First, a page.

As City firms prepare their return to the office, the chief executive of Canary Wharf Group has declared the development is open for business.
Shobi Khan told City A.M. that everything is in place for a return to office life at Canary Wharf, which is home to some of the world’s leading firms.
Companies had to quickly adjust to remote working when the government imposed lockdown. But there has been a shift in recent weeks as firms lay out a gradual route back to work following calls from the government.
The Prime Minister changed lockdown advice last week to allow employers to discuss how employees can head back to the office. There is some reluctance to return, with just over a third of UK staff back in the office, compared to three quarters on the continent.
“Companies can survive when their employees are working at home – but that is largely because they are living off the social capital they have accrued over years whether its cultivated business relationships and/or their people working together in the office,” Khan told City A.M. “Five months into the pandemic that capital is being rapidly depleted.”
Many senior executives have heralded remote working as the “new normal”, but younger employees have had a tougher time. New research conducted by the London School of Economics and affordable housing developer Pocket Living, young Londoners living in shared properties had on average 9.3 square metres of personal space to themselves during London.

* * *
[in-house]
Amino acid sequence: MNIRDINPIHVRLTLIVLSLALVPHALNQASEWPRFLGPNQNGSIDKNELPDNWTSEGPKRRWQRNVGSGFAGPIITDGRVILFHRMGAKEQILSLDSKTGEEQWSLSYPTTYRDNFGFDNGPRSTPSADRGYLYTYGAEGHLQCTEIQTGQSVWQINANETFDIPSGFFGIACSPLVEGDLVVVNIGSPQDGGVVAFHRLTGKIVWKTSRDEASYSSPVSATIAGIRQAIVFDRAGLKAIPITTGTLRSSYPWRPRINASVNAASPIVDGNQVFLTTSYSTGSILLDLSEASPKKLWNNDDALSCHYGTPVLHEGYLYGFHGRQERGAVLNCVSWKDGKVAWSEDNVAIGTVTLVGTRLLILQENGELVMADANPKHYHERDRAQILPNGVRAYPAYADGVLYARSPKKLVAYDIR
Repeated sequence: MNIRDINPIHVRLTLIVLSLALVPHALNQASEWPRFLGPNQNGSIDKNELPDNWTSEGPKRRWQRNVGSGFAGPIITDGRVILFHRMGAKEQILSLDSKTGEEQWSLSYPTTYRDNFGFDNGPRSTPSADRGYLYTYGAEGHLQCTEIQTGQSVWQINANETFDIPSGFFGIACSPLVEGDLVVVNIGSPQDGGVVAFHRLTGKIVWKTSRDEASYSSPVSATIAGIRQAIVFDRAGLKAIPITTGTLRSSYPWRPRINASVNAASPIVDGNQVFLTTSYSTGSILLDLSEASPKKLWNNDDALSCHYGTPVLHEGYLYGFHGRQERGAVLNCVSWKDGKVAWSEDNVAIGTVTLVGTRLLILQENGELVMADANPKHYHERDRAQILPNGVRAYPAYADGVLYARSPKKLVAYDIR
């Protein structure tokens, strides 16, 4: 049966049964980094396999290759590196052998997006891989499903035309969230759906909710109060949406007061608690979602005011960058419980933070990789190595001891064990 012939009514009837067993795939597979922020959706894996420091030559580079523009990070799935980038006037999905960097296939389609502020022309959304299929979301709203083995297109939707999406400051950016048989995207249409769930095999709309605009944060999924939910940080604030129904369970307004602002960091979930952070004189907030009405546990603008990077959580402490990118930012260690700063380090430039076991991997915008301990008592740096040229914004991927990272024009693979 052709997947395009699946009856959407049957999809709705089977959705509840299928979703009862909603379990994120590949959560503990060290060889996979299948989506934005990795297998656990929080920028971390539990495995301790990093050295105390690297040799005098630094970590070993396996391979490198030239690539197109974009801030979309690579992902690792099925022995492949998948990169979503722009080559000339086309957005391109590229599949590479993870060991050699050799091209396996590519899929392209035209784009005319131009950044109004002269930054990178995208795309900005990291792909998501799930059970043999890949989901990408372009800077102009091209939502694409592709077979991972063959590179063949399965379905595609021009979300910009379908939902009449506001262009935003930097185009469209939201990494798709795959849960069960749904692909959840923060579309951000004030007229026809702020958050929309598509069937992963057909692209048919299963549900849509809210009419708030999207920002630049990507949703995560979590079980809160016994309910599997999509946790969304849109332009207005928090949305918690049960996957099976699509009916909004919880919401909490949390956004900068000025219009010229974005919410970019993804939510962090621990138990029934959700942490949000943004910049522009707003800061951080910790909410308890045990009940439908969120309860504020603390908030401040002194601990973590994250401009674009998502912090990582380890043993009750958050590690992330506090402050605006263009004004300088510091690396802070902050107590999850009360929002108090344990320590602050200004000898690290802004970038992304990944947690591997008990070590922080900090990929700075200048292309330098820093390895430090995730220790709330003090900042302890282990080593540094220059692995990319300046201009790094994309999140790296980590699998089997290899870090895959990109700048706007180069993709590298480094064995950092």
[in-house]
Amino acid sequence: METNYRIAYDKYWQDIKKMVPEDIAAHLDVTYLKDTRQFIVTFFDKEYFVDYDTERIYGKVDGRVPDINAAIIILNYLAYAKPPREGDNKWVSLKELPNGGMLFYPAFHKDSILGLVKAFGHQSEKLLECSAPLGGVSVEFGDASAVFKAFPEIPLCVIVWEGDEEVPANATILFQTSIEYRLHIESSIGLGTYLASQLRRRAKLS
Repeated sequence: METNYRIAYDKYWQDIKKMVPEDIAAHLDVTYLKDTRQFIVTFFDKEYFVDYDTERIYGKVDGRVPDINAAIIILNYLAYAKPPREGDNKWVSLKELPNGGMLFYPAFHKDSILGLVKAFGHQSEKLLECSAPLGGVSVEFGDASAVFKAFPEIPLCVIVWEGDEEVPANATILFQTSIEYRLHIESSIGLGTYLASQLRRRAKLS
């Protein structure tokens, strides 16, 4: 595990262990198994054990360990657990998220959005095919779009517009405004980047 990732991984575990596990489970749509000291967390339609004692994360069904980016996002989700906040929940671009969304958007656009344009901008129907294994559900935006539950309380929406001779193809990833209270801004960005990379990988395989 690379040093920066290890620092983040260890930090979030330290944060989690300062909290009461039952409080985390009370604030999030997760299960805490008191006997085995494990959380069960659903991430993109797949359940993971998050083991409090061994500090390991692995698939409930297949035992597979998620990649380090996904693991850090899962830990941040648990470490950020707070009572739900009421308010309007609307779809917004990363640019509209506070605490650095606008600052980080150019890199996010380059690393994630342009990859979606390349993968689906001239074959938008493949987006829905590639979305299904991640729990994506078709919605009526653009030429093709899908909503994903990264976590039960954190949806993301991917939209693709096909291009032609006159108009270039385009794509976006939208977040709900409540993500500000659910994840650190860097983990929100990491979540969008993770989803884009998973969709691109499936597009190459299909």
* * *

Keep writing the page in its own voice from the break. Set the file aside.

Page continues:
There are indeed barriers to returning to normal, notably the commute and general health and safety. But Khan assured that the Canary Wharf Group is a “safe, clean and socially distanced environment” to accommodate large numbers of people. He said the property firm had worked closely with its tenants “to develop measures to keep everyone safe.”
“So everything is in place, and we are very much open for business – for office life to resume, and for companies to bring their people together to interact and rebuild that essential social capital”.
Canary Wharf may be open to employees but whether its tenants choose to return is another matter. HSBC said its staff will not go back to the office before September and no more than 20 per cent of its employees will return due to social distancing measures.
US banking giant Morgan Stanley said 90 per cent of its staff are still working remotely. While more are returning it remains a trickle.
Khan noted that a return to the office would not just benefit employees but local businesses that rely heavily on custom from Canary Wharf.
“These are the places that people rely on and bring them together, which provide the social and cultural foundation of a city, and make London the vibrant capital that it needs to be again.”